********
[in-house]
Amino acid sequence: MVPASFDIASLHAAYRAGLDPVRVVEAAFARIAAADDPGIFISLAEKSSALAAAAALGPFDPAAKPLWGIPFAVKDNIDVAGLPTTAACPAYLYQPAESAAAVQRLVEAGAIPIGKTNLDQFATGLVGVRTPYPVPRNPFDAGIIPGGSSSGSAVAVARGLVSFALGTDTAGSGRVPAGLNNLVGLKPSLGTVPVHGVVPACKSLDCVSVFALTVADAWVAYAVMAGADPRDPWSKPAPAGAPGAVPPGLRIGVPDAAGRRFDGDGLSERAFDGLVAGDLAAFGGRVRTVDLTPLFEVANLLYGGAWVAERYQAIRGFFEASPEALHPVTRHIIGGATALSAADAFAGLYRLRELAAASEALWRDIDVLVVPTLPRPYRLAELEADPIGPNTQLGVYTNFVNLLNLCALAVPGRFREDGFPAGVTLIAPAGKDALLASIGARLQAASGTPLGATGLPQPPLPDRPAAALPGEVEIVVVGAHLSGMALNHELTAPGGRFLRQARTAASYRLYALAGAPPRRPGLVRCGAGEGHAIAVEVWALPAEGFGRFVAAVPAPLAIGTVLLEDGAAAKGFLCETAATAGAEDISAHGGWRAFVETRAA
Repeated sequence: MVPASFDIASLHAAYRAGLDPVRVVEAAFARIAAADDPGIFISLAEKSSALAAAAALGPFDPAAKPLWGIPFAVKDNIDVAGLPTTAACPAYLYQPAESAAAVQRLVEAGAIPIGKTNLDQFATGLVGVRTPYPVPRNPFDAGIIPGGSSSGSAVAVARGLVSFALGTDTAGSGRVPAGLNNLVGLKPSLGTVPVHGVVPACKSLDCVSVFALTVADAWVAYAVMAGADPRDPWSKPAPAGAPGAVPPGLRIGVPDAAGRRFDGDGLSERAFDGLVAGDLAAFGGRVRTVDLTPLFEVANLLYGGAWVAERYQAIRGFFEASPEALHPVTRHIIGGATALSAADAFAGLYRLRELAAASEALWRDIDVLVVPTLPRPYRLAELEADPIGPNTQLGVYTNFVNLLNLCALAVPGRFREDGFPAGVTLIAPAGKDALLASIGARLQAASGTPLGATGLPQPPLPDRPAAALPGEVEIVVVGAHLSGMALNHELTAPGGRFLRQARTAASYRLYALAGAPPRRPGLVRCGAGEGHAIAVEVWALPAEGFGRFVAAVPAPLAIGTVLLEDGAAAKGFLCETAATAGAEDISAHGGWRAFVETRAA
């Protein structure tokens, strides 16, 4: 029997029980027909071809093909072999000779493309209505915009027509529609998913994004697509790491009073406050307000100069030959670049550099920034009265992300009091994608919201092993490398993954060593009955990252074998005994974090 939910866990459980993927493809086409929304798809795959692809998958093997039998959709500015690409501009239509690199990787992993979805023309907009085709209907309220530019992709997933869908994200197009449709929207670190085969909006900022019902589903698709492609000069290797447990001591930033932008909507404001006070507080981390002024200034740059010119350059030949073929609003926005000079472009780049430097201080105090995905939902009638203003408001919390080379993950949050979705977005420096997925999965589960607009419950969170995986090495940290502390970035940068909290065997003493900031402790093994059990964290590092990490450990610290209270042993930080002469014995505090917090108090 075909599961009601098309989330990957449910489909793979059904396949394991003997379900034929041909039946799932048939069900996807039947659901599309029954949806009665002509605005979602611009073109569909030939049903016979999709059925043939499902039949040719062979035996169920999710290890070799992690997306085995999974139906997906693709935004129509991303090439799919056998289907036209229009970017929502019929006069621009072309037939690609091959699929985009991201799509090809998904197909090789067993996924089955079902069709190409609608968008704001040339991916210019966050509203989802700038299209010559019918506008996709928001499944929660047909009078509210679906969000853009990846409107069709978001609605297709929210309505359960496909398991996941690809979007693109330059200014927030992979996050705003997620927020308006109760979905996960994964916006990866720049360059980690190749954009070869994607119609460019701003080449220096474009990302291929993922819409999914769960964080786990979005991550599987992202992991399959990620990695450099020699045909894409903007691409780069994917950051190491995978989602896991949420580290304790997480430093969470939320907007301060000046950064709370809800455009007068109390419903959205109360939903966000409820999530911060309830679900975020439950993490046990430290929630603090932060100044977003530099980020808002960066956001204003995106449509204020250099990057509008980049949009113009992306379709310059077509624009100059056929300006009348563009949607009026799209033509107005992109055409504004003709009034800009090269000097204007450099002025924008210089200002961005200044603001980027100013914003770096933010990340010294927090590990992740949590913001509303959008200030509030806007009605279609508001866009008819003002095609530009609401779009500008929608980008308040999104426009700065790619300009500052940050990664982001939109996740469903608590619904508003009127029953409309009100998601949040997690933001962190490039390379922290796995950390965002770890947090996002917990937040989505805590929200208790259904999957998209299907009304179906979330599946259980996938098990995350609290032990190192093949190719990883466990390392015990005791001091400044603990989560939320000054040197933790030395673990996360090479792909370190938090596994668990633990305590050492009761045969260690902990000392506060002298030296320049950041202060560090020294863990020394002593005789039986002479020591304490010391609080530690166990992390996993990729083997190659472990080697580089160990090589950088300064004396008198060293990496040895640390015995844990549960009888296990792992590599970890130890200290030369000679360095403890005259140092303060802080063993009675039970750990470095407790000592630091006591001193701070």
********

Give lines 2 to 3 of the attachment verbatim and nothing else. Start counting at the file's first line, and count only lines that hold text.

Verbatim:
Amino acid sequence: MVPASFDIASLHAAYRAGLDPVRVVEAAFARIAAADDPGIFISLAEKSSALAAAAALGPFDPAAKPLWGIPFAVKDNIDVAGLPTTAACPAYLYQPAESAAAVQRLVEAGAIPIGKTNLDQFATGLVGVRTPYPVPRNPFDAGIIPGGSSSGSAVAVARGLVSFALGTDTAGSGRVPAGLNNLVGLKPSLGTVPVHGVVPACKSLDCVSVFALTVADAWVAYAVMAGADPRDPWSKPAPAGAPGAVPPGLRIGVPDAAGRRFDGDGLSERAFDGLVAGDLAAFGGRVRTVDLTPLFEVANLLYGGAWVAERYQAIRGFFEASPEALHPVTRHIIGGATALSAADAFAGLYRLRELAAASEALWRDIDVLVVPTLPRPYRLAELEADPIGPNTQLGVYTNFVNLLNLCALAVPGRFREDGFPAGVTLIAPAGKDALLASIGARLQAASGTPLGATGLPQPPLPDRPAAALPGEVEIVVVGAHLSGMALNHELTAPGGRFLRQARTAASYRLYALAGAPPRRPGLVRCGAGEGHAIAVEVWALPAEGFGRFVAAVPAPLAIGTVLLEDGAAAKGFLCETAATAGAEDISAHGGWRAFVETRAA
Repeated sequence: MVPASFDIASLHAAYRAGLDPVRVVEAAFARIAAADDPGIFISLAEKSSALAAAAALGPFDPAAKPLWGIPFAVKDNIDVAGLPTTAACPAYLYQPAESAAAVQRLVEAGAIPIGKTNLDQFATGLVGVRTPYPVPRNPFDAGIIPGGSSSGSAVAVARGLVSFALGTDTAGSGRVPAGLNNLVGLKPSLGTVPVHGVVPACKSLDCVSVFALTVADAWVAYAVMAGADPRDPWSKPAPAGAPGAVPPGLRIGVPDAAGRRFDGDGLSERAFDGLVAGDLAAFGGRVRTVDLTPLFEVANLLYGGAWVAERYQAIRGFFEASPEALHPVTRHIIGGATALSAADAFAGLYRLRELAAASEALWRDIDVLVVPTLPRPYRLAELEADPIGPNTQLGVYTNFVNLLNLCALAVPGRFREDGFPAGVTLIAPAGKDALLASIGARLQAASGTPLGATGLPQPPLPDRPAAALPGEVEIVVVGAHLSGMALNHELTAPGGRFLRQARTAASYRLYALAGAPPRRPGLVRCGAGEGHAIAVEVWALPAEGFGRFVAAVPAPLAIGTVLLEDGAAAKGFLCETAATAGAEDISAHGGWRAFVETRAA